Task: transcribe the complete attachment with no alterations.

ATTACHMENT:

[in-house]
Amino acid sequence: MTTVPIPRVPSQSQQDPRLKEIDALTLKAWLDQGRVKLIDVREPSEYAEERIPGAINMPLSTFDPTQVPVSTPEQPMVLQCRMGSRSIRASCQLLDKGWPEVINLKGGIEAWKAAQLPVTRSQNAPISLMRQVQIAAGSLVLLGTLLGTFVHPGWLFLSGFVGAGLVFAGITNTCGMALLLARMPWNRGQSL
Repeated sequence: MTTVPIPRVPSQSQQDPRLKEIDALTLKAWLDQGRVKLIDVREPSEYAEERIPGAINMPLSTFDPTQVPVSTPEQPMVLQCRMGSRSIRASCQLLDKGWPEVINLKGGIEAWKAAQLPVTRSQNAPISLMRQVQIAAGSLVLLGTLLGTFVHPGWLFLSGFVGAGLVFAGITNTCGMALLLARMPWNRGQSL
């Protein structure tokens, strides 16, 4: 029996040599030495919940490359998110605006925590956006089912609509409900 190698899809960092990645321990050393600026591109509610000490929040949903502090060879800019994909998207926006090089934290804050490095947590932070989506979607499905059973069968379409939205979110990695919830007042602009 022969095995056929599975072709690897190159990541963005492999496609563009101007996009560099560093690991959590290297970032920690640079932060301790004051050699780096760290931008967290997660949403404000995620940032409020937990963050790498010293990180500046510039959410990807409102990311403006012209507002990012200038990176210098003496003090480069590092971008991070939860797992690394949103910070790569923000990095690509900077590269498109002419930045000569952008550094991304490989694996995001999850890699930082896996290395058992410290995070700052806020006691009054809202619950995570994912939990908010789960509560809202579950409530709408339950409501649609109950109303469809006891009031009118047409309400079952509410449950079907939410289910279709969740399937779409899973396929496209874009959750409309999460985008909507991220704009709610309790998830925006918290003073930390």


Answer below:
[in-house]
Amino acid sequence: MTTVPIPRVPSQSQQDPRLKEIDALTLKAWLDQGRVKLIDVREPSEYAEERIPGAINMPLSTFDPTQVPVSTPEQPMVLQCRMGSRSIRASCQLLDKGWPEVINLKGGIEAWKAAQLPVTRSQNAPISLMRQVQIAAGSLVLLGTLLGTFVHPGWLFLSGFVGAGLVFAGITNTCGMALLLARMPWNRGQSL
Repeated sequence: MTTVPIPRVPSQSQQDPRLKEIDALTLKAWLDQGRVKLIDVREPSEYAEERIPGAINMPLSTFDPTQVPVSTPEQPMVLQCRMGSRSIRASCQLLDKGWPEVINLKGGIEAWKAAQLPVTRSQNAPISLMRQVQIAAGSLVLLGTLLGTFVHPGWLFLSGFVGAGLVFAGITNTCGMALLLARMPWNRGQSL
């Protein structure tokens, strides 16, 4: 029996040599030495919940490359998110605006925590956006089912609509409900 190698899809960092990645321990050393600026591109509610000490929040949903502090060879800019994909998207926006090089934290804050490095947590932070989506979607499905059973069968379409939205979110990695919830007042602009 022969095995056929599975072709690897190159990541963005492999496609563009101007996009560099560093690991959590290297970032920690640079932060301790004051050699780096760290931008967290997660949403404000995620940032409020937990963050790498010293990180500046510039959410990807409102990311403006012209507002990012200038990176210098003496003090480069590092971008991070939860797992690394949103910070790569923000990095690509900077590269498109002419930045000569952008550094991304490989694996995001999850890699930082896996290395058992410290995070700052806020006691009054809202619950995570994912939990908010789960509560809202579950409530709408339950409501649609109950109303469809006891009031009118047409309400079952509410449950079907939410289910279709969740399937779409899973396929496209874009959750409309999460985008909507991220704009709610309790998830925006918290003073930390």